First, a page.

Anyone else try this? I know I can't be the only one. Also I'm aware of Michael Close's routine using a normal stack deck to create the same effect, but I wanted to try it with a regular old ID. Works great.


How does this work? I am guessing that the deck is set up in couples--for example, in Mnemonica, 4C is backed with 2H, then 7H is backed with 3C, then 4H is backed with 6D, AS with 5H, etc., all the way to AH backed to 9D. So if the spec names an even positioned card, we pull the deck out odd side up and locate the card before the selection. And if she names an odd positioned card, we extract the deck even side up and look for the card after the selection.

Do I have this right? I agree that knowing where every card is in the back-to-back arrangement makes location the desired couple very swift, and, yes, allows one to do a pass or casual cut if desired to bring the selection closer to the middle.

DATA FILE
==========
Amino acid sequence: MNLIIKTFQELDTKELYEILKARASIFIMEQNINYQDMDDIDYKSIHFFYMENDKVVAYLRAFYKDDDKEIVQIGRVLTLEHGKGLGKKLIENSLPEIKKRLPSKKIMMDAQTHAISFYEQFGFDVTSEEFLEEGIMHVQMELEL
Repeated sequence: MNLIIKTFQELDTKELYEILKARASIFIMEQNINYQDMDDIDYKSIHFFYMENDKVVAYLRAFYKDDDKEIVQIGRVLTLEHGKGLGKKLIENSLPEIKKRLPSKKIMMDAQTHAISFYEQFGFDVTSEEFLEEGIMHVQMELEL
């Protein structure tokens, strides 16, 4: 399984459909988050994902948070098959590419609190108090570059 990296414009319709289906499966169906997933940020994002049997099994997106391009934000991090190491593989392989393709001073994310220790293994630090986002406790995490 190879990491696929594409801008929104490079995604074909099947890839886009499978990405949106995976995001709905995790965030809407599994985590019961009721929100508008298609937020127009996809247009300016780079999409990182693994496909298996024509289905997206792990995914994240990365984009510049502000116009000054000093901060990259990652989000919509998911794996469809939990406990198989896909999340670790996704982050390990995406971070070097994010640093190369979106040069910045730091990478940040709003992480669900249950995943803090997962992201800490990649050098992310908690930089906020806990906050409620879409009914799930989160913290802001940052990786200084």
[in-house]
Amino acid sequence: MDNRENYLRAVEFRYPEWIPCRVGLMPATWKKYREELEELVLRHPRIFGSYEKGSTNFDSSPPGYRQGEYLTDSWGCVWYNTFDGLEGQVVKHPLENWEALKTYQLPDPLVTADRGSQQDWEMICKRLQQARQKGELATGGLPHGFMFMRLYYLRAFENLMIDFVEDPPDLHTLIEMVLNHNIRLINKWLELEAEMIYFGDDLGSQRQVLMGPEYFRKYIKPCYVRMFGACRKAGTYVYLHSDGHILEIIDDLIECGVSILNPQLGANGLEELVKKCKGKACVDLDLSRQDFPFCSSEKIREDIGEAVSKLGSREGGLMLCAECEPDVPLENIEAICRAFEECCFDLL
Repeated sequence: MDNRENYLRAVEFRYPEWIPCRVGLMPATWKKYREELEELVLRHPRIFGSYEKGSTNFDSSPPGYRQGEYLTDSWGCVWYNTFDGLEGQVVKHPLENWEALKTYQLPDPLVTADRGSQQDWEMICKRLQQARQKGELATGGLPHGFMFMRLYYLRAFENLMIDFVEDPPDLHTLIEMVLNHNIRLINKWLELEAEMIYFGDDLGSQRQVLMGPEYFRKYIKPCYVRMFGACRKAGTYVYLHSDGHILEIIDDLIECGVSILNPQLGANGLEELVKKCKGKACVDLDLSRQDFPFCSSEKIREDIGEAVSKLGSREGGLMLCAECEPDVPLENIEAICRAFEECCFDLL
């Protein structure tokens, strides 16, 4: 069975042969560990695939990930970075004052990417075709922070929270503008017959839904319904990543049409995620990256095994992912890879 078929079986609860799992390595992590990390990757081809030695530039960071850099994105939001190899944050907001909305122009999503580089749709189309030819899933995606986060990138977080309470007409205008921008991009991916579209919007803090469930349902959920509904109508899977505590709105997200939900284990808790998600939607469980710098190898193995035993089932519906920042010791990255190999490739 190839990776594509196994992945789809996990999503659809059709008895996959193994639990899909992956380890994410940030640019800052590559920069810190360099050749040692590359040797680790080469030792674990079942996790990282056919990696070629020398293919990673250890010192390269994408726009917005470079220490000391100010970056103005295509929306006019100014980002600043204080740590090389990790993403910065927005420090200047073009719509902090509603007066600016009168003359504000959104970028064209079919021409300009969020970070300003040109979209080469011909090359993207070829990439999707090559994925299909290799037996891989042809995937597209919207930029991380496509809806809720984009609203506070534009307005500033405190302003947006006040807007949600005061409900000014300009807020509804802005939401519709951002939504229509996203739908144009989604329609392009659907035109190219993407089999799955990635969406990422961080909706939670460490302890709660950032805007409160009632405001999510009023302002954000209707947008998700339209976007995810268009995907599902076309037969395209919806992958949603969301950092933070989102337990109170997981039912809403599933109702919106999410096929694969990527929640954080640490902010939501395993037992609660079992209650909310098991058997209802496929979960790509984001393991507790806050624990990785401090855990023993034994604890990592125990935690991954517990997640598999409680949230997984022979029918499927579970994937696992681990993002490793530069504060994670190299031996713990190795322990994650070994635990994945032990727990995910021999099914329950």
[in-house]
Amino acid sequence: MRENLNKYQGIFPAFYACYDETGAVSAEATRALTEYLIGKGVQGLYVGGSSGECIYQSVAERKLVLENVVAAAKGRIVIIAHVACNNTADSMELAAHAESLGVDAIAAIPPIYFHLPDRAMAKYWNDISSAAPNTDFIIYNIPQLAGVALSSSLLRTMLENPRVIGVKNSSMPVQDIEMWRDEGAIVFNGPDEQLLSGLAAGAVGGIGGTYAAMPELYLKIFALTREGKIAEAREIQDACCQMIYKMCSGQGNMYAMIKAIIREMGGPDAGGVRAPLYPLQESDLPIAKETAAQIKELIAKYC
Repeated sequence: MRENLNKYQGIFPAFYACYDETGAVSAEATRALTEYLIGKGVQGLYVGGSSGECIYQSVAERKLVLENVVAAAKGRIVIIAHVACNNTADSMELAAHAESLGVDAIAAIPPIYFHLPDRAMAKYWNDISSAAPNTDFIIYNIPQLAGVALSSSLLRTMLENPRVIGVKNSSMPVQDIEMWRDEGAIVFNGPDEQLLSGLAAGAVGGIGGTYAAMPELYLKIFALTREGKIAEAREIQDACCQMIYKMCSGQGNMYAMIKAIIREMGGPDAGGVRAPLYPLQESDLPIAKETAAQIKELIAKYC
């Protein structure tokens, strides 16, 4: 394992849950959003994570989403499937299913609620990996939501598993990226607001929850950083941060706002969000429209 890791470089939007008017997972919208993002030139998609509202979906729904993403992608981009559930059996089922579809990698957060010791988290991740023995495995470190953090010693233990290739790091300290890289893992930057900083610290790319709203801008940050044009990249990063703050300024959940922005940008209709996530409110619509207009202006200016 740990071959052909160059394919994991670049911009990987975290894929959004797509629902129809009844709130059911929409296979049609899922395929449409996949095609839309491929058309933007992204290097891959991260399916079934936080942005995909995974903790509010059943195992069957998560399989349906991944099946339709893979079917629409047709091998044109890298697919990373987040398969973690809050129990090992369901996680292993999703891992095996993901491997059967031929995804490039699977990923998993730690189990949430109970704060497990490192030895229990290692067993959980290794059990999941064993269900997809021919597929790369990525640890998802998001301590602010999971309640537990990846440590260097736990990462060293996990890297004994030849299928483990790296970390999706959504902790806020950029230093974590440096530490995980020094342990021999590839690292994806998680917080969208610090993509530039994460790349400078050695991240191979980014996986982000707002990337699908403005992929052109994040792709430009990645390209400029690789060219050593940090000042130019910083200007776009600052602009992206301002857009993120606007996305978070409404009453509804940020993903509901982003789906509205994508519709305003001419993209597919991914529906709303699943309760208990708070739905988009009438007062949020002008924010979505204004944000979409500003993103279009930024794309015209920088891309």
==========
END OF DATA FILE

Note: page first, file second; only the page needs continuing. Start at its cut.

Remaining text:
I like the idea and think I will set up one of my IDs in Mnemonica order right away. Thank you!

Les
Herr Brian Tabor
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I figured it'd been done, glad I'm thinking on the right track Smile


lcwright1964 You're correct. #1 and #2 are back to back and so on. Glad you found it useful.
lcwright1964
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Quote:
On Jun 18, 2014, Herr Brian Tabor wrote:
I figured it'd been done, glad I'm thinking on the right track Smile


lcwright1964 You're correct. #1 and #2 are back to back and so on. Glad you found it useful.


Thanks! I just set up one of my IDs in Mnemonica order, which I know pretty cold now, and I can see the advantages you mention. For me there are a couple of others: no more fumbling with the numerical values and parity of court cards (I still have to THINK a second every time when a Q or J is in play), and no more keeping straight which Kings are even and which are odd.

I like the idea of using the ID as a reveal for the Future card in Aronson's Past-Present-Future. Since I have already deduced the stack position for the card, I might as well use it to reveal it in the ID, rather translating the position in a card and deducing its sum-to-thirteen mate in the appropriate cross-suit and making sure I pull the deck out in the right orientation blah blah blah. For those of us who have a stack memorized with great confidence, using it with an ID means one less system of calculations and moves to remember, no matter how simple.